Problems under Redhat EL3 and ext3

Andreas Dilger adilger at
Thu Jul 20 07:17:44 UTC 2006

On Jul 19, 2006  17:00 -0700, Ulf Zimmermann wrote:
> I am running into performance issues with ext3. Historically we had our
> image files (pictures of cars, currently 5.3 million) sub divided into a
> directory structure [0-9]/[0-9]/[0-9]/[0-9], where we would take the
> first 4 letters/numbers of the file name and use that to put it into
> this structure. Letters [a-cA-C] would become a 0, [d-fD-F] a 1, etc. As
> the file names used to be based on VIN numbers of vehicles, that wasn't
> a problem. But then our developers changed the image file names using a
> vehicle ID from the database. And as we rolled over 1,000,000 in vehicle
> ids we would get large numbers of files into directories. And files do
> not get well distributed.
> So we changed the method using [0-9a-f]/[0-9a-f]/[0-9a-f] and md5 on the
> file name, using then the first 3 letters/numbers to file it away. On
> initial testing this worked well, distribution nice across the
> directories, so we could split this on separate file systems or disks.
> When we actually got to do this, a decision was made to use hard links
> from the old structure to the new structure for backward capability. And
> this turned into a disaster. Rsync or find on the new structure takes
> dramatic longer, talking about 5 minutes for a find on the old structure
> and hours on the new structure. Using strace I tracked it down to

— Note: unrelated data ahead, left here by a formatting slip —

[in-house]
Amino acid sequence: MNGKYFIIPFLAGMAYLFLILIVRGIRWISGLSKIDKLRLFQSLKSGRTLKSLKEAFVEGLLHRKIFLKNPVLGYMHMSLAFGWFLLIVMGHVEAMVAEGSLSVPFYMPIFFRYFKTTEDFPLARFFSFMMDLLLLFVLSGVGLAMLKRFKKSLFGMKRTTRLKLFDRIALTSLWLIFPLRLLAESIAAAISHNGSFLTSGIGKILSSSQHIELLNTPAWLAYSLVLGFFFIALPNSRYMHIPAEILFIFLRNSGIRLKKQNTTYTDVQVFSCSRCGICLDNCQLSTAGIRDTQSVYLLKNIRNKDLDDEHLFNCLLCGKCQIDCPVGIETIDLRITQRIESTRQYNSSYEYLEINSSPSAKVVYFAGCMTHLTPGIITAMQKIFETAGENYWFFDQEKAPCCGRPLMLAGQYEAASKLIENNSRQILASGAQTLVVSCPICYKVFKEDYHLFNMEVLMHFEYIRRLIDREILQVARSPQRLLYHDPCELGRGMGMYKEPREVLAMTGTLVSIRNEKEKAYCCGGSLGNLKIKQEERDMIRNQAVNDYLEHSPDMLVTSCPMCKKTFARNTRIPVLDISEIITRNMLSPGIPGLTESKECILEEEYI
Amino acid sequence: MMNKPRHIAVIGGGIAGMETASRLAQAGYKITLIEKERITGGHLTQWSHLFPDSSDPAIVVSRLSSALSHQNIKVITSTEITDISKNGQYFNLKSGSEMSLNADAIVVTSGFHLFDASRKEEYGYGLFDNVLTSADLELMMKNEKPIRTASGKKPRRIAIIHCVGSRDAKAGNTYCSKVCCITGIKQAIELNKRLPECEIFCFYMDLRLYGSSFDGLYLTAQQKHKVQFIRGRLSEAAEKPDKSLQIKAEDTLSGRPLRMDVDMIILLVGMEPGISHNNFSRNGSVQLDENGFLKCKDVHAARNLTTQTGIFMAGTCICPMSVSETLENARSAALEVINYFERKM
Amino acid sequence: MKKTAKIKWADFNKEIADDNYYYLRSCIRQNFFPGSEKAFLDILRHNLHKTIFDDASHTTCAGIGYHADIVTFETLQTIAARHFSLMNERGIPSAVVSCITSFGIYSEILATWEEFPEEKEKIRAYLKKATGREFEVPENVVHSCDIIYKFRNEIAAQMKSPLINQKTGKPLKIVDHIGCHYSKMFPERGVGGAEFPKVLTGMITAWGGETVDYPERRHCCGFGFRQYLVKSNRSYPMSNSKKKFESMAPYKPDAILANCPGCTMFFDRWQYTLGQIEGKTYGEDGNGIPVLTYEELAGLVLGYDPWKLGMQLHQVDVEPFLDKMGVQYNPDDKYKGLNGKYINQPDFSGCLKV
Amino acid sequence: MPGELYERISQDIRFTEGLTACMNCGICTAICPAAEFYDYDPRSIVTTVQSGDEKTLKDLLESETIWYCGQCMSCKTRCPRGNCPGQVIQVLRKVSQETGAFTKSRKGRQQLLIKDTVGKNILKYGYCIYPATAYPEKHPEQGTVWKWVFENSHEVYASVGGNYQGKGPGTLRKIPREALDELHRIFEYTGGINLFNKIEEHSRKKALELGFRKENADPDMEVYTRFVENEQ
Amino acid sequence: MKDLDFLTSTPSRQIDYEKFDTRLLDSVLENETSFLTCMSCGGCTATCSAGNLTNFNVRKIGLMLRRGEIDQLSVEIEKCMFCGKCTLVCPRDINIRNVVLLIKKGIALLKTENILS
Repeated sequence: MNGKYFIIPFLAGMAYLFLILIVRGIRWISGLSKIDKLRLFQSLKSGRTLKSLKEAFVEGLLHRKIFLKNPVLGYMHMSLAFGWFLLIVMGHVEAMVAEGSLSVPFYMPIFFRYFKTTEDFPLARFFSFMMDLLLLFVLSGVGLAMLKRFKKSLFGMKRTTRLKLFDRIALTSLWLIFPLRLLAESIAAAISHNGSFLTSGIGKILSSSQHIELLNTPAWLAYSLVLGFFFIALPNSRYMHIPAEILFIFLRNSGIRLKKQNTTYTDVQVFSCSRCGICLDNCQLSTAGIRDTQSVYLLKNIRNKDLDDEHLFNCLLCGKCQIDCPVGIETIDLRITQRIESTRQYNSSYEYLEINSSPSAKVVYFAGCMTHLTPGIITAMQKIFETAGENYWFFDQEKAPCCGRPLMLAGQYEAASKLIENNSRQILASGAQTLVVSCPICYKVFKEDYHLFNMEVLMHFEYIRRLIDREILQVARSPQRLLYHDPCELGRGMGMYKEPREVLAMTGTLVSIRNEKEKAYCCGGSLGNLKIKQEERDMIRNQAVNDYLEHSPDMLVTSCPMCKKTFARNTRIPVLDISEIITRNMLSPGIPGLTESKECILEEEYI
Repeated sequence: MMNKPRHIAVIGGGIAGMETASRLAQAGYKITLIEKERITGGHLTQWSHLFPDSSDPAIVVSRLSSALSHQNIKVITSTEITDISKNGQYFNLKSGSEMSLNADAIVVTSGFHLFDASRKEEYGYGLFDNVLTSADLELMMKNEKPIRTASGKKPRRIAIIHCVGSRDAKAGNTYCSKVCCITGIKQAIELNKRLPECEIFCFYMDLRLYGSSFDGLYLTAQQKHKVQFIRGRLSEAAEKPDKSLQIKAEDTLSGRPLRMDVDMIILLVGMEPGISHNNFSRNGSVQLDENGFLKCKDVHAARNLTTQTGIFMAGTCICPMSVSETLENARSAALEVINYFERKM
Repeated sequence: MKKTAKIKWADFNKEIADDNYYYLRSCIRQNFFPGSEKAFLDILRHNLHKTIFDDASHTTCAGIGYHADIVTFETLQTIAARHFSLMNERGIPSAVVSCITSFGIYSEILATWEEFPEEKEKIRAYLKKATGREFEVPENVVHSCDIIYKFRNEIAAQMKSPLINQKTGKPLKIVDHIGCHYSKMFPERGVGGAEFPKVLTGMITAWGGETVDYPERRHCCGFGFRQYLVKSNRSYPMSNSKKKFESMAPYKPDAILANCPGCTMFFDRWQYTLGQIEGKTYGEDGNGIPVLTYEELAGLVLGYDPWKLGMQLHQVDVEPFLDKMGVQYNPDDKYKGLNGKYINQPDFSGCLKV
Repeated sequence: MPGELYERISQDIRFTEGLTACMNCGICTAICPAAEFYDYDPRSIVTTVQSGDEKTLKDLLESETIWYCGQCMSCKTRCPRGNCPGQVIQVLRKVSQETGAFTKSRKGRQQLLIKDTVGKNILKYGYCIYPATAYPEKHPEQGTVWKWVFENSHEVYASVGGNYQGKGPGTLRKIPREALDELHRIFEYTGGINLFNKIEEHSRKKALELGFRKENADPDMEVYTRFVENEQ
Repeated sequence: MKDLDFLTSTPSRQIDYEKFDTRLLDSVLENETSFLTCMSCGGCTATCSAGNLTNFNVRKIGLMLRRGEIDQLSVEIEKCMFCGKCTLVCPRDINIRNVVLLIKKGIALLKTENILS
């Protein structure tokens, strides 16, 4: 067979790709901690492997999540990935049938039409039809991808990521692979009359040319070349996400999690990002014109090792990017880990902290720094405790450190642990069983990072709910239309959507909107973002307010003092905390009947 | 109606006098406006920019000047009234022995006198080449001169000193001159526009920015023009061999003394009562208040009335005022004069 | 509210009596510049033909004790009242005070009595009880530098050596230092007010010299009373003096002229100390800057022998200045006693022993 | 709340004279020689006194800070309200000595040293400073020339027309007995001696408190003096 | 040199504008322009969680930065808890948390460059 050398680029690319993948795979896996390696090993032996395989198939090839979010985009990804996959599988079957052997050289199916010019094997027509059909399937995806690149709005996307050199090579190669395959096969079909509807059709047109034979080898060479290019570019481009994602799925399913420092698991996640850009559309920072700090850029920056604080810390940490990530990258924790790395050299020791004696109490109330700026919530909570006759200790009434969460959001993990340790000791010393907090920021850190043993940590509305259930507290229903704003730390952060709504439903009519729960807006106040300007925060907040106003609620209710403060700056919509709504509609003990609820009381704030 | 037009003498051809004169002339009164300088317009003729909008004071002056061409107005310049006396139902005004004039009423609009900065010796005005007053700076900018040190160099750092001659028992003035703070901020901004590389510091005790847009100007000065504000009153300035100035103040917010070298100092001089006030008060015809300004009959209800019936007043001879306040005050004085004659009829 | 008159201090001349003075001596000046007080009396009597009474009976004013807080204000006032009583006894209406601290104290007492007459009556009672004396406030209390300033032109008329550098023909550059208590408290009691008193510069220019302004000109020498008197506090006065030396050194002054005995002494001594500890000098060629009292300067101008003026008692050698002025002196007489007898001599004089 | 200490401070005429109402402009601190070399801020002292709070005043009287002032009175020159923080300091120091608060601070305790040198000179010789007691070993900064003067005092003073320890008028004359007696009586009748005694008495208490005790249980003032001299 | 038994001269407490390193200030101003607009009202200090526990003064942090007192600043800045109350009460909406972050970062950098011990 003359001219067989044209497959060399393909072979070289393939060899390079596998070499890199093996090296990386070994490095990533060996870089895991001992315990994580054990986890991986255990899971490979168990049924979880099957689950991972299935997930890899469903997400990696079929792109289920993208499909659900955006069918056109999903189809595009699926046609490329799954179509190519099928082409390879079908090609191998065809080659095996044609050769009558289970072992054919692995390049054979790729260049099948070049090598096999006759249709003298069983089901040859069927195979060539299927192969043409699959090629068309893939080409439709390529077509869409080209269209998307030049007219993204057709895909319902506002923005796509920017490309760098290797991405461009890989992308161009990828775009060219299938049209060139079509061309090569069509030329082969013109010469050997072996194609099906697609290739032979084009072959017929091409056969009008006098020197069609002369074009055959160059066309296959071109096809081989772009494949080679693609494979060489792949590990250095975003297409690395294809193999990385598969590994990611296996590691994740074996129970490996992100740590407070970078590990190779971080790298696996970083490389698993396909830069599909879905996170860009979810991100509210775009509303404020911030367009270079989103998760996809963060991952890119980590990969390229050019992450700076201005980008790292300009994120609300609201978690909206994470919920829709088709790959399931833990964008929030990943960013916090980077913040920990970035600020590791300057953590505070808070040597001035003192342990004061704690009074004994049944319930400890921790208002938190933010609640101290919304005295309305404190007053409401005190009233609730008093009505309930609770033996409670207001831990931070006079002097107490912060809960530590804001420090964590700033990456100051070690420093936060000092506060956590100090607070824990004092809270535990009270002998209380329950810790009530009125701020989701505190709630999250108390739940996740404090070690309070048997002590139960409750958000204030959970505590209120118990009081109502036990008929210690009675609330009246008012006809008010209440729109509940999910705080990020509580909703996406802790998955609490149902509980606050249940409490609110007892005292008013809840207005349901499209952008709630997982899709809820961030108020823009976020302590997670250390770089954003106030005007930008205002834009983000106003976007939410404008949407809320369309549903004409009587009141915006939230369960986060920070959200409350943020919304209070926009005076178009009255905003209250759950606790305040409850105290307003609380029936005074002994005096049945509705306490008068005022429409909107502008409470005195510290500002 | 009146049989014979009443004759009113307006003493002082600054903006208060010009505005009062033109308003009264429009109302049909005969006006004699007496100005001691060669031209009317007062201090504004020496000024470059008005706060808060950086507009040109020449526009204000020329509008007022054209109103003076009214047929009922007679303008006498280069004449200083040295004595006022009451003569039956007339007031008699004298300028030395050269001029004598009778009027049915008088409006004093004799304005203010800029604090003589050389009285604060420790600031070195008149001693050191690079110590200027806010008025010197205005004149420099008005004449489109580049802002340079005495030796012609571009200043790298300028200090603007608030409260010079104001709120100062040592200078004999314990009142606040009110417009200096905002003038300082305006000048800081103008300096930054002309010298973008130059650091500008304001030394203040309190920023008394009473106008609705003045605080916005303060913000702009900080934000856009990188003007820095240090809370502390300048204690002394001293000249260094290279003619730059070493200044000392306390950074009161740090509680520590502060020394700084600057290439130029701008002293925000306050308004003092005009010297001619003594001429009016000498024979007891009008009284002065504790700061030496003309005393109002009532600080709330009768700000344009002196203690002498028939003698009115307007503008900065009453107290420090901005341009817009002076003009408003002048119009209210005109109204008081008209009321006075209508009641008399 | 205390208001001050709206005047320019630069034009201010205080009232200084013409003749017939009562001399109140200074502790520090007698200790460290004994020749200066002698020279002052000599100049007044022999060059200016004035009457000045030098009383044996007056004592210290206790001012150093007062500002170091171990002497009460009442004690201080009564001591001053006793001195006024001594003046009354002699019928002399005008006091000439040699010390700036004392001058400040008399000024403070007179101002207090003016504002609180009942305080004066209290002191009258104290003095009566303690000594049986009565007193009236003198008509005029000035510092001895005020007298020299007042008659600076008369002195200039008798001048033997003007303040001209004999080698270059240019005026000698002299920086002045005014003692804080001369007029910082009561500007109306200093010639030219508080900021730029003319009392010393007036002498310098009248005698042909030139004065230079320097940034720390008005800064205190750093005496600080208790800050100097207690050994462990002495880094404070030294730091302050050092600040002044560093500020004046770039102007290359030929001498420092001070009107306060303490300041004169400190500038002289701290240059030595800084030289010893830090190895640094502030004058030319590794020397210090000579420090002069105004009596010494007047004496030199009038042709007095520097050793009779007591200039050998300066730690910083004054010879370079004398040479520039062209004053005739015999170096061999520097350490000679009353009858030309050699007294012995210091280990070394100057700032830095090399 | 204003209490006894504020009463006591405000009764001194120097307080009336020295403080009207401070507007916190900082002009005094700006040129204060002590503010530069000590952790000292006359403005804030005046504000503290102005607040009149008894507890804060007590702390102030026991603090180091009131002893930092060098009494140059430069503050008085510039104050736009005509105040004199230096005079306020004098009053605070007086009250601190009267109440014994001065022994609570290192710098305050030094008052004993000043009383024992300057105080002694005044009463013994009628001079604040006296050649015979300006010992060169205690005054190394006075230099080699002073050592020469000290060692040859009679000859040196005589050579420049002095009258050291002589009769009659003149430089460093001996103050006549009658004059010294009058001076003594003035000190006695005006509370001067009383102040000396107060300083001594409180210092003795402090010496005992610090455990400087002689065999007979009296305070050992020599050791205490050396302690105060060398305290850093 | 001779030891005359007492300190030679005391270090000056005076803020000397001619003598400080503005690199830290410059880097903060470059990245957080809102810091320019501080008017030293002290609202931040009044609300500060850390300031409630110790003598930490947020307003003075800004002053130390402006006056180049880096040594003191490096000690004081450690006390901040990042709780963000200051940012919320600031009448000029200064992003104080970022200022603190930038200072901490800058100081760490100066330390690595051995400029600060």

> lstat64. On the old structure lstat64 takes on average 37 usecs/call
> while on the new structure it is over 2,400 usecs/call.
> EL4 does not seem to have this problem, unfortunately I can't just
> upgrade, out of other reasons. So anyone have ideas why lstat64 would be
> so much slower on the new structure? Any help, hints, suggestions would
> be great.

Do you have directories with more than, say, 10-15,000 entries?
Do you have dir_index (directory indexing) feature enabled on your
filesystem?  This is done with "tune2fs -O dir_index" (even while
mounted) but only affects new directories.  I believe the RHEL3 code
has this functionality, but it isn't enabled by default like I
suspect it is on FC4.

Once you have enabled this, then an OFFLINE run of "e2fsck -fD {dev}"
will rebuild the directory indexes for existing directories.

Cheers, Andreas
Andreas Dilger
Principal Software Engineer
Cluster File Systems, Inc.

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